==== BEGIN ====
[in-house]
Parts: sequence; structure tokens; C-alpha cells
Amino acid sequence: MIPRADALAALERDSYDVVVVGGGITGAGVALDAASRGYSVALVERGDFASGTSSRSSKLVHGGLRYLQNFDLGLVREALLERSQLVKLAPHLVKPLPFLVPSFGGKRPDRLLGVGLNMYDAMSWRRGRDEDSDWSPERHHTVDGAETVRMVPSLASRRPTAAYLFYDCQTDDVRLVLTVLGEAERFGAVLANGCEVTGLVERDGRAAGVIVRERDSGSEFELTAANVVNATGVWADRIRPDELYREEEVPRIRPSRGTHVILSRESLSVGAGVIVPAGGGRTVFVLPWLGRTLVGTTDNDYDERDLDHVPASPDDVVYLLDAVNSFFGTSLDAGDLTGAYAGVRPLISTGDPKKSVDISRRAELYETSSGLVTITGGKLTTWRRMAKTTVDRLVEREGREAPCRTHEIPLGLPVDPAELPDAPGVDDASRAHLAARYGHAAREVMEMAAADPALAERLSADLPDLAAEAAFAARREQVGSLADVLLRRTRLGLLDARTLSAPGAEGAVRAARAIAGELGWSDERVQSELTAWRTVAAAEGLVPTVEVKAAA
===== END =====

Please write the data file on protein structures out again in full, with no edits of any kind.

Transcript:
[in-house]
Parts: sequence; structure tokens; C-alpha cells
Amino acid sequence: MIPRADALAALERDSYDVVVVGGGITGAGVALDAASRGYSVALVERGDFASGTSSRSSKLVHGGLRYLQNFDLGLVREALLERSQLVKLAPHLVKPLPFLVPSFGGKRPDRLLGVGLNMYDAMSWRRGRDEDSDWSPERHHTVDGAETVRMVPSLASRRPTAAYLFYDCQTDDVRLVLTVLGEAERFGAVLANGCEVTGLVERDGRAAGVIVRERDSGSEFELTAANVVNATGVWADRIRPDELYREEEVPRIRPSRGTHVILSRESLSVGAGVIVPAGGGRTVFVLPWLGRTLVGTTDNDYDERDLDHVPASPDDVVYLLDAVNSFFGTSLDAGDLTGAYAGVRPLISTGDPKKSVDISRRAELYETSSGLVTITGGKLTTWRRMAKTTVDRLVEREGREAPCRTHEIPLGLPVDPAELPDAPGVDDASRAHLAARYGHAAREVMEMAAADPALAERLSADLPDLAAEAAFAARREQVGSLADVLLRRTRLGLLDARTLSAPGAEGAVRAARAIAGELGWSDERVQSELTAWRTVAAAEGLVPTVEVKAAA